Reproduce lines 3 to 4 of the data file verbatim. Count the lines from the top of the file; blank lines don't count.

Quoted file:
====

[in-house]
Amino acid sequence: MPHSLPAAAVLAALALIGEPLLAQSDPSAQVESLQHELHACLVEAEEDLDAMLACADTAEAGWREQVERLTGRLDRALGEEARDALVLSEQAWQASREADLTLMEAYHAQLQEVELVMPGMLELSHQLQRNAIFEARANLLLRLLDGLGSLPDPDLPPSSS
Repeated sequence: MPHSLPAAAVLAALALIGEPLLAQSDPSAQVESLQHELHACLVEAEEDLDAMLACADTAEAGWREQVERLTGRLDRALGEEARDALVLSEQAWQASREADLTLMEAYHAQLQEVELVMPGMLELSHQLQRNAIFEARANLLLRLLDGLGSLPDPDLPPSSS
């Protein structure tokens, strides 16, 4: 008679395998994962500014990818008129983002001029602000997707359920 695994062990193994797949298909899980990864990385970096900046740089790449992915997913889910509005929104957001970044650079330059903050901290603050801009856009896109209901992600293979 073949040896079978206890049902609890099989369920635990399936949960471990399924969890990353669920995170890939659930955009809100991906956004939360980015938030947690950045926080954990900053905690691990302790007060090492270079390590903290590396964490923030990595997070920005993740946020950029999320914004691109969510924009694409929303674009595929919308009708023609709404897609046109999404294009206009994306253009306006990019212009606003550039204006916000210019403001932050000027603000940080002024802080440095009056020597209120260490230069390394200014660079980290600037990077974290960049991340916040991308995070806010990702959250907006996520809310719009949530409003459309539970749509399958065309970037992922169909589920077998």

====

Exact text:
Repeated sequence: MPHSLPAAAVLAALALIGEPLLAQSDPSAQVESLQHELHACLVEAEEDLDAMLACADTAEAGWREQVERLTGRLDRALGEEARDALVLSEQAWQASREADLTLMEAYHAQLQEVELVMPGMLELSHQLQRNAIFEARANLLLRLLDGLGSLPDPDLPPSSS
């Protein structure tokens, strides 16, 4: 008679395998994962500014990818008129983002001029602000997707359920 695994062990193994797949298909899980990864990385970096900046740089790449992915997913889910509005929104957001970044650079330059903050901290603050801009856009896109209901992600293979 073949040896079978206890049902609890099989369920635990399936949960471990399924969890990353669920995170890939659930955009809100991906956004939360980015938030947690950045926080954990900053905690691990302790007060090492270079390590903290590396964490923030990595997070920005993740946020950029999320914004691109969510924009694409929303674009595929919308009708023609709404897609046109999404294009206009994306253009306006990019212009606003550039204006916000210019403001932050000027603000940080002024802080440095009056020597209120260490230069390394200014660079980290600037990077974290960049991340916040991308995070806010990702959250907006996520809310719009949530409003459309539970749509399958065309970037992922169909589920077998």